Life jackets key to child safety on water
National Safe Boating Week raises awareness of water safety
TOPEKA — Whether part of a vacation or an ordinary summer day, boating can be fun for the entire family — as long as everyone remains safe. The U.S. Coast Guard reports that an estimated 85 percent of boating-related drownings could be prevented by the use of life jackets. Nationally, of the children who drowned while boating in 2003, more than 60 percent were not wearing life jackets, also known as personal flotation devices, or PFDs.
“On a boat, everyone should wear a life jacket at all times,” says Cherie Sage, state director of Safe Kids Kansas. “Look for a life jacket approved by the U.S. Coast Guard. Water wings and other inflatable swimming aids such as inner tubes do not prevent drowning.”
Safe Kids Kansas recommends that children ages 14 and younger wear PFDs not only on boats but near open bodies of water or when participating in water sports. Kansas law requires that all boats have one U.S. Coast Guard-approved, readily-accessible PFD for each person on board. (For details, look on the Kansas Department of Wildlife, Parks and Tourism website.) Anyone 12 years old or younger must wear a life jacket at all times when on board a boat.
Safe Kids Kansas urges parents and caregivers to wear life jackets on boats or other watercraft as well. According to a 2005 study by Safe Kids Worldwide, children are much more likely to practice safe habits when they witness similar behavior by parents and caregivers. “Your children will pick up and embrace your safety habits,” says Sage.
Safe Kids Kansas also reminds parents and caregivers to follow these safety rules:
• always wear life jackets when in or around open bodies of water and on boats. Make sure the life jacket fits snugly. Have the child make a “touchdown” signal — if the life jacket hits the child’s chin or ears, it may be too big or the straps too loose;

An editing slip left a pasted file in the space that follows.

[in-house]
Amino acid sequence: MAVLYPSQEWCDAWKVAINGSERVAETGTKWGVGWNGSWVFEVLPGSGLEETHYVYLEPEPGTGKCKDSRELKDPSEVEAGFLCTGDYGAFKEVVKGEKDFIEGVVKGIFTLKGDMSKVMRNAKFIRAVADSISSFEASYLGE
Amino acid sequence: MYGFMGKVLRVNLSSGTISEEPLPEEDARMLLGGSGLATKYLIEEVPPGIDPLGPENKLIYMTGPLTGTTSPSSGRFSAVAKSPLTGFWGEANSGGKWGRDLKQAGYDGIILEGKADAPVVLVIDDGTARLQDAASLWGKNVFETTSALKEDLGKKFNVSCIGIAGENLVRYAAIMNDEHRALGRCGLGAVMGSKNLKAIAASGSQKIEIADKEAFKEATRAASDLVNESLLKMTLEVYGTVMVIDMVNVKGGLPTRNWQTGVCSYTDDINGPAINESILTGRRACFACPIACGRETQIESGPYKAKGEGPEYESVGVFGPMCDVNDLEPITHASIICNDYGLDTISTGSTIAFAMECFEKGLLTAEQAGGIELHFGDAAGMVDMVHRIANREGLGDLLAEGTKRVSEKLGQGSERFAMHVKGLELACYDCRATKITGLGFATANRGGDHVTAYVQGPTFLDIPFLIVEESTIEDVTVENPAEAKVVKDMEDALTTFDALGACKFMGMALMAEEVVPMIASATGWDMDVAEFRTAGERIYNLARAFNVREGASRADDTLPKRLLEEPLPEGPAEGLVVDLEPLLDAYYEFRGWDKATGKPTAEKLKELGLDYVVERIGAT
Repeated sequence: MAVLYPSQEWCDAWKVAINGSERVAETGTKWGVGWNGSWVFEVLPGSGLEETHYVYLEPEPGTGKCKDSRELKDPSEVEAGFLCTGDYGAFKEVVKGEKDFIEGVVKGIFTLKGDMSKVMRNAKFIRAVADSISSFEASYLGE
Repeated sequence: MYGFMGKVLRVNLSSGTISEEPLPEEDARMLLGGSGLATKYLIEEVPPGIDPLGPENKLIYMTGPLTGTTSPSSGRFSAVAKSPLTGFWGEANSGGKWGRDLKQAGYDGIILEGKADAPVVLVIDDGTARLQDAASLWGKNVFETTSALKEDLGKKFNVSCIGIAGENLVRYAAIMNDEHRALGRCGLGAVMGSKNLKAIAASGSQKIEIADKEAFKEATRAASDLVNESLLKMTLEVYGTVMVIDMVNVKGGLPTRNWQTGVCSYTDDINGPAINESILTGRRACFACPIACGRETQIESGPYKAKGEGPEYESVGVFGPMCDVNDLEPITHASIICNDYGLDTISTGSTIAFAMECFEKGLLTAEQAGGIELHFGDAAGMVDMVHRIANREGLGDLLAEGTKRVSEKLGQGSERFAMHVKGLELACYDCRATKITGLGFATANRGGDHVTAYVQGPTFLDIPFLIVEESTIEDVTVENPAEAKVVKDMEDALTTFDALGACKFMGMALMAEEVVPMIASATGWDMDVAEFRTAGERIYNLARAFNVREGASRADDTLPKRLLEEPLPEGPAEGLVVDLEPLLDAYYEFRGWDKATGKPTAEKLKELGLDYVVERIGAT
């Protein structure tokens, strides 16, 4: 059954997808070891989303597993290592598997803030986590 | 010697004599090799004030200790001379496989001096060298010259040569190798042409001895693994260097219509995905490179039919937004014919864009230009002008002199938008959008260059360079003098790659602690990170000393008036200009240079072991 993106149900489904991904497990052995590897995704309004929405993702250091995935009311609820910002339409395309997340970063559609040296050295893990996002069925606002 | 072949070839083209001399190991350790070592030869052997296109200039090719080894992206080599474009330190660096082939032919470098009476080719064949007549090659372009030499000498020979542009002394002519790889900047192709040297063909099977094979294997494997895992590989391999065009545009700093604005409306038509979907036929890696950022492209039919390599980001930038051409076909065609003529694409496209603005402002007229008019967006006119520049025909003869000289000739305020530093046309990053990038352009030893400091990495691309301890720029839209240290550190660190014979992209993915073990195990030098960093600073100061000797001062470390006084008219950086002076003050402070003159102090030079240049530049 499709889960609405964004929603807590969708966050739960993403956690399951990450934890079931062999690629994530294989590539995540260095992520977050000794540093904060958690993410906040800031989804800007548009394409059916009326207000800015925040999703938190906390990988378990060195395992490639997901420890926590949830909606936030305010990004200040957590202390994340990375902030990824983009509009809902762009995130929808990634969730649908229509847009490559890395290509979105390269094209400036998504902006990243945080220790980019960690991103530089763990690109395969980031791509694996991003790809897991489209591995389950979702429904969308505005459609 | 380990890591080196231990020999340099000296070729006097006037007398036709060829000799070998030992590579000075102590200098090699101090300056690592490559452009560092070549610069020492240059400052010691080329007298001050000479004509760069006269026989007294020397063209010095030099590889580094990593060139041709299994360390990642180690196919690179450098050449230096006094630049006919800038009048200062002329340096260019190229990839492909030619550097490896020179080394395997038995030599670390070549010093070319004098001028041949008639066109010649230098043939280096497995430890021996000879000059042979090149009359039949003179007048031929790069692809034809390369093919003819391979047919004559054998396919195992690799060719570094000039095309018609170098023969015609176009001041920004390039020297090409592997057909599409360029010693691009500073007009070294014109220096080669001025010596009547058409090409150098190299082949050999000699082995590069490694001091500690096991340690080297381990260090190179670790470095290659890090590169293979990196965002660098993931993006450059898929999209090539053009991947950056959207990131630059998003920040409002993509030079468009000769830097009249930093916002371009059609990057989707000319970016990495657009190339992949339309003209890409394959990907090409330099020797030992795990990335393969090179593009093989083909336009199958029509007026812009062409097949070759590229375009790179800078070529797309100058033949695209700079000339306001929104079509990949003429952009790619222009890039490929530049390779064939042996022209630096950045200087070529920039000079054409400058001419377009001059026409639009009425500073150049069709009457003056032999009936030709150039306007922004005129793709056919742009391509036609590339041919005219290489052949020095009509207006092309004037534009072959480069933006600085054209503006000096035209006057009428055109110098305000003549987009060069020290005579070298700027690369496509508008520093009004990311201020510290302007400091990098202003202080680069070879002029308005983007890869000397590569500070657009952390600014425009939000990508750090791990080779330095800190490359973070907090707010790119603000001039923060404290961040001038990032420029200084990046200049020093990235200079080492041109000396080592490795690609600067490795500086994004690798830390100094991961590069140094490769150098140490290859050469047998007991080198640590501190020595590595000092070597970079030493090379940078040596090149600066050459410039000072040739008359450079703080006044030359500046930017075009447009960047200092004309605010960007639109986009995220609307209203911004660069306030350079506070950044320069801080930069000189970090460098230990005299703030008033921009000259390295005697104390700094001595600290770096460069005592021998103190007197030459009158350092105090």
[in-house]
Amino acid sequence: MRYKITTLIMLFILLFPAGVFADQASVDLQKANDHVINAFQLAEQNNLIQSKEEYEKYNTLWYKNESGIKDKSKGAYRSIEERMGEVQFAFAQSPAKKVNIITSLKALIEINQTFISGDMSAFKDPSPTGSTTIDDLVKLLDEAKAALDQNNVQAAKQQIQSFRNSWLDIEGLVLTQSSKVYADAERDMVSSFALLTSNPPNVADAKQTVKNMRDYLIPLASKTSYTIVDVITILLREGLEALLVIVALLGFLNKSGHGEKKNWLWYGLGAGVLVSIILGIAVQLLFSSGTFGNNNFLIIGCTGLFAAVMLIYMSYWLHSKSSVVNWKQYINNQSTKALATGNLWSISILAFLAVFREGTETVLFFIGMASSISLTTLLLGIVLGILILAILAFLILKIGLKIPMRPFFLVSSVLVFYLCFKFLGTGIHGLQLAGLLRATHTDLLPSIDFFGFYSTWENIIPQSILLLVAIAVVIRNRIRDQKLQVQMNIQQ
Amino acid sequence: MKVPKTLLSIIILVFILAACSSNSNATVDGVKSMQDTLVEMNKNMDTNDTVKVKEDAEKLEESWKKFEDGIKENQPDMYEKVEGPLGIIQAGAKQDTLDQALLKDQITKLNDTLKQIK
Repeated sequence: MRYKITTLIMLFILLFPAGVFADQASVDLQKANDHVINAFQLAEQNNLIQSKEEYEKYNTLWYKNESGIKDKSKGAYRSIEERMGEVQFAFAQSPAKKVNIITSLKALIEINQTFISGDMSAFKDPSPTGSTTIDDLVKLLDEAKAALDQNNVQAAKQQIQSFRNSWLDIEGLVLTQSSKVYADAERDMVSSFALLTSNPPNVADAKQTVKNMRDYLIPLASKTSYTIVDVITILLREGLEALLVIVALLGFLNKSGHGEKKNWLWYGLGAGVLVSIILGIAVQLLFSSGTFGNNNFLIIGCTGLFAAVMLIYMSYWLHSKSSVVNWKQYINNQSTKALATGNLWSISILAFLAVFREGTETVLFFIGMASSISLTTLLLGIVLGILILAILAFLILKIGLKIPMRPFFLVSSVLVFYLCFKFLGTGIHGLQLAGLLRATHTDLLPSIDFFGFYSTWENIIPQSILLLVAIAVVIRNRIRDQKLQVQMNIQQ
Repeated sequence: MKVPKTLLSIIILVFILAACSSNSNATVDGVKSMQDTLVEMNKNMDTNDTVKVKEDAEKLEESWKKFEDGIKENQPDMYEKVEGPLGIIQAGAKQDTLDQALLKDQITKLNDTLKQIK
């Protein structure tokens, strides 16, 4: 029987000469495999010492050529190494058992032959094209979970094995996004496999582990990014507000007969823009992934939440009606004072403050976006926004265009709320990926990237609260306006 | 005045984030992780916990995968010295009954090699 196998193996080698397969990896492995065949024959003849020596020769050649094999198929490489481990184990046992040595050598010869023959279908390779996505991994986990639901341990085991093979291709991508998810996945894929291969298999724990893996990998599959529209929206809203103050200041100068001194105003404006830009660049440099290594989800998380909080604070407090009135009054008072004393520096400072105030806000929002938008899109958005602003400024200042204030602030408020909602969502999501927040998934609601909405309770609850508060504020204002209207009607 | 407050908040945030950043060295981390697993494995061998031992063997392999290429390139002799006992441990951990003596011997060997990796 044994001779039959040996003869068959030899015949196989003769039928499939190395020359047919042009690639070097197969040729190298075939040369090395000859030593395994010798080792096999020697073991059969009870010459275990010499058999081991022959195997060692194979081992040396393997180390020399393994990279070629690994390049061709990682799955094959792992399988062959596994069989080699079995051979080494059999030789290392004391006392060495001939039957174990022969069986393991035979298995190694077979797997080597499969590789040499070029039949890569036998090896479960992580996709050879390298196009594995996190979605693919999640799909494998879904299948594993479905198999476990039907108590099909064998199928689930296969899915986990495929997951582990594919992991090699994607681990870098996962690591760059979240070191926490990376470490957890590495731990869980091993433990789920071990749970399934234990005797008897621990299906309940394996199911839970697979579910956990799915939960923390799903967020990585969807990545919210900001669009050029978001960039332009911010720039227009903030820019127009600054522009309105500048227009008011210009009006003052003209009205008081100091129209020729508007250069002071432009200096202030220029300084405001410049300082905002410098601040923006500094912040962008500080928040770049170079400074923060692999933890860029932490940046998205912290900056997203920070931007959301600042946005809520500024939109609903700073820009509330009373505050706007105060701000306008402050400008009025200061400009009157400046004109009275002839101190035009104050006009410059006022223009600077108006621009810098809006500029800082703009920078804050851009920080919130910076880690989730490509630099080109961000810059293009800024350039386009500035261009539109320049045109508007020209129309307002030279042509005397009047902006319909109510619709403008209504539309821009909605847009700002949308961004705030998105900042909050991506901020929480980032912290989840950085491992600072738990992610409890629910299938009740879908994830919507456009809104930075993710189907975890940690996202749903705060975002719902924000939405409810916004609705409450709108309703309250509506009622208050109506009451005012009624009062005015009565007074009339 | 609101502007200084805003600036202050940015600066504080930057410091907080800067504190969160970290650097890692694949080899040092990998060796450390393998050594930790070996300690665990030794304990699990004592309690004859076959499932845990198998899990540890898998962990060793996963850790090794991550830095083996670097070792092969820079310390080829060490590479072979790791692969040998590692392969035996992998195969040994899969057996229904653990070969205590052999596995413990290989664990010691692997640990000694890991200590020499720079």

• enroll your kids in swimming lessons taught by a certified instructor, but don’t assume swimming lessons or life jackets make your child “drown proof”;
• remember that any person age 12 through 20 must have completed an approved boater education course before operating a vessel without direct supervision of an adult 18 or older who has completed the course or an adult who is 21 or older. No one younger than 12 may operate a vessel without supervision regardless of boater education certification;
• avoid alcoholic beverages while boating;
• when there are several adults present and children are swimming, designate an adult as the “water watcher” for a specific amount of time to prevent lapses in supervision;
• install a carbon monoxide detector on inboard and cabin motorboats to alert you to dangerous levels of exhaust fumes; and
• learn infant and child CPR. Many local hospitals, fire departments, Red Cross offices, and recreation departments offer CPR training.
For more information about drowning and boating-related injuries, call Safe Kids Kansas at 785-296-0351 or visit safekids.org.
And don’t forget boating safety classes. Class schedules and a home study course may be found online at the KDWPT website, ksoutdoors.com, under “Boating/Education.”
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